Su and I had (quite an expensive - I was paying!) lunch in a little restaurant and then cycled the final saddle-sore hour back to Yangshuo. It was a great day and I was pleased to have, at last, ridden a bike in China.
Last , but by no means least, in a bid to unfreeze my shoulder (which has been frozen since leaving the UK and has added immeasurably to my woes!), I paid a final visit to Dr. Lily Li. I say 'final' because never again do I intend to darken her door! This time I submitted to an hour of agonising massage, followed by an even more agonising acupuncture. I couldn't look at my shoulder, which, I'm sure, resembled a pin cushion (and a sieve with the needles removed), and the pain actually reduced me to tears!! I felt quite unwell afterwards. So, enough is enough! Any further pain can wait for the wonders of Ibuprofen. My shoulder is still too sore to be able to tell whether the treatment has worked. If it has, then, I suppose, that the suffering would have been worthwhile. I hope so!
OK, there is no way I can avoid this - Yangshuo was a sauna and I was in the sauna, wrapped in a damp towel! My hair took almost all day to dry when I washed it and even the pavements, buildings and trees seemed to drip perspiration! But escape is imminent - I fly to Beijing on Friday and swop hot and humid for just plain hot. In the meantime, I have finally found a bed which, when I bounce on it, actually moves up and down!! It's not exactly a trampoline, but it has SPRINGS!!! I love it and want to stay for ever!!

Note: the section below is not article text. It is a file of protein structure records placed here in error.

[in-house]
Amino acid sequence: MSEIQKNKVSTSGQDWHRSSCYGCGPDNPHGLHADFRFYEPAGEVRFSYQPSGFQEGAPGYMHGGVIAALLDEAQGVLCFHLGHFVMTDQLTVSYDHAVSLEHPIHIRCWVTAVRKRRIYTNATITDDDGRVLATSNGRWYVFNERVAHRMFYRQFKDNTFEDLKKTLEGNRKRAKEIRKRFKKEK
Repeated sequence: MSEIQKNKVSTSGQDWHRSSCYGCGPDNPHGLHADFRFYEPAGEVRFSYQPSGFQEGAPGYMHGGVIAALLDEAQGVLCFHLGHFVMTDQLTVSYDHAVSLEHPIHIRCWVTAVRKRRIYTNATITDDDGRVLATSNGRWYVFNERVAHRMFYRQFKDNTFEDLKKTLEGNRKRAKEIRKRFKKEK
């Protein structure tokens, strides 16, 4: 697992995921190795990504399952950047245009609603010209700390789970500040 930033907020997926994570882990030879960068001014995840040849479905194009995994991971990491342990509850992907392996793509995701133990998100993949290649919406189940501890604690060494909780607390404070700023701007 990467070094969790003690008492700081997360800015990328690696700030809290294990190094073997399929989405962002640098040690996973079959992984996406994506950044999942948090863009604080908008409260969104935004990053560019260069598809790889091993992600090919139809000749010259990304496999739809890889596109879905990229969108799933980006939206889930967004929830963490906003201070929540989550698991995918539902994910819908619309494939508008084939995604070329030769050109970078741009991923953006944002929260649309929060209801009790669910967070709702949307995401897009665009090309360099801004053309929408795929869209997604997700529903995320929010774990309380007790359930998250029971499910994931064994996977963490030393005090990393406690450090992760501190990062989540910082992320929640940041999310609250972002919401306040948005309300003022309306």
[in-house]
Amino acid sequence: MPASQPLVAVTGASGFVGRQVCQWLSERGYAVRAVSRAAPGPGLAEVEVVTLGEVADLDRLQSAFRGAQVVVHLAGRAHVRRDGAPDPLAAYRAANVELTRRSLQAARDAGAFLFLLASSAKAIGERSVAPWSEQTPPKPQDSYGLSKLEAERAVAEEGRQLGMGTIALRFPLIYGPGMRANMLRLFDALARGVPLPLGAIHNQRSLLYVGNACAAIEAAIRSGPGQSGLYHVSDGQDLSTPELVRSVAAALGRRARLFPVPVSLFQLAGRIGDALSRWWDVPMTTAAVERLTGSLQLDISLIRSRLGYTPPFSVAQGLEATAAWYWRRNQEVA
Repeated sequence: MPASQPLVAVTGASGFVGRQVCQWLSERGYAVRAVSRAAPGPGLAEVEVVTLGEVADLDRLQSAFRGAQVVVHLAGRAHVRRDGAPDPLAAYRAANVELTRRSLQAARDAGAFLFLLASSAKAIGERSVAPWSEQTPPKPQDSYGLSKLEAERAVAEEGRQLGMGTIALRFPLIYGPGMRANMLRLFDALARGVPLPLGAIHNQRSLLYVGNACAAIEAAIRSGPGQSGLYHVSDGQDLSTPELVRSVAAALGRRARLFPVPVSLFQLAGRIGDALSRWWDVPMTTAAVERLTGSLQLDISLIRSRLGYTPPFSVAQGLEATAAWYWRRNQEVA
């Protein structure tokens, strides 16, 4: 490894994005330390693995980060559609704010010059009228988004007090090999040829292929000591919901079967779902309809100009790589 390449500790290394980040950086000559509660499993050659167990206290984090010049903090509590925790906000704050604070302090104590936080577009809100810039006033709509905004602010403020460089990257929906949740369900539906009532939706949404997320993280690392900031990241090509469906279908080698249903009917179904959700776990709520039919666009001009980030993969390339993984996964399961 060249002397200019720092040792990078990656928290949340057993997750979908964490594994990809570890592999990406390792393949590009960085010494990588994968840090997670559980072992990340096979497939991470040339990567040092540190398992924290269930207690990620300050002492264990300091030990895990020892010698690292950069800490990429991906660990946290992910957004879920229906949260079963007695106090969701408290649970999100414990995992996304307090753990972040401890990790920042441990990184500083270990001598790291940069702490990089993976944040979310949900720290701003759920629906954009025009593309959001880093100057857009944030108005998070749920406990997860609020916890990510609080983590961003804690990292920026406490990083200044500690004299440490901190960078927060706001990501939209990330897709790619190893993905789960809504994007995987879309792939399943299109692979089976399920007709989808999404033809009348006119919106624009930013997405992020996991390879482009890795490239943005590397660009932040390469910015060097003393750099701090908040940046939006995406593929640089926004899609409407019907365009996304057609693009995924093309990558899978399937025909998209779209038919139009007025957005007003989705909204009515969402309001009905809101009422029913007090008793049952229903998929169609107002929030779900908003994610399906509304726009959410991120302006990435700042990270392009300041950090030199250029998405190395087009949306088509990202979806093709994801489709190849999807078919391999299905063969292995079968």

But, it's back to school for the final week, or, as we were told yesterday, the final 2 days!! Exams again rear their ugly head and all the teachers are required for invigilation, so the rest of the school are being sent home, while the grade 9's sweat it out. The testing intensifies with Bianca and I putting in an extra 3 hours each evening. Bianca is, typically, much more efficient than I and has nearly finished. I have a long way to go and no more time but have really relished to chance to talk to the children individually. I wish I had had the opportunity to do this earlier. It is fascinating to rediscover how, in spite of superficial differences, alike we all are underneath.
So, I shall leave tomorrow with very mixed feelings! In many ways it will be a relief and fun(?) to start travelling again, but I will, undoubtedly, miss the students, who have been a joy and who, for the most part, have welcomed me into their lives.
Bianca and I are going to a little village, called Fengyang, for tomorrow and Thursday, where we will be staying with the lady who organises the teaching placements in China. It is a very quiet, rural (help!!!) village and if it's very rural, I might just stay one night! But I'm at a loose end until Friday, so think that it could be an interesting experience.
So, the next time I write, it will probably be from Beijing (where, at least, I should be able to access emails). So, until then, bye!